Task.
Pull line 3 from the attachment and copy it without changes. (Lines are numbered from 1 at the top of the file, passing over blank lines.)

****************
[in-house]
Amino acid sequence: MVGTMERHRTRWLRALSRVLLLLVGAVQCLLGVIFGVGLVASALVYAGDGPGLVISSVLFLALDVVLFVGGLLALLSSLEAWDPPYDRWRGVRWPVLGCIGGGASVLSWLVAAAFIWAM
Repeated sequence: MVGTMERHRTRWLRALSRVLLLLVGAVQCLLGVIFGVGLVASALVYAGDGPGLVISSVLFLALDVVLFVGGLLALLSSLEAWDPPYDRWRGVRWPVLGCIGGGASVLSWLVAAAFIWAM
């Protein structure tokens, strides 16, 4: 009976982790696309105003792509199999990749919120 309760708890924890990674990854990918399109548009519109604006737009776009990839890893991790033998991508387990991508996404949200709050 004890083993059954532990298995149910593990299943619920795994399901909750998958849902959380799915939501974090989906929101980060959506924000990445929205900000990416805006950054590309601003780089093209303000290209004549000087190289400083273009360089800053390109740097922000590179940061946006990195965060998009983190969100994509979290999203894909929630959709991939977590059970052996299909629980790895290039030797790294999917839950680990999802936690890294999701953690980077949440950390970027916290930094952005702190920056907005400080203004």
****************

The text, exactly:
Repeated sequence: MVGTMERHRTRWLRALSRVLLLLVGAVQCLLGVIFGVGLVASALVYAGDGPGLVISSVLFLALDVVLFVGGLLALLSSLEAWDPPYDRWRGVRWPVLGCIGGGASVLSWLVAAAFIWAM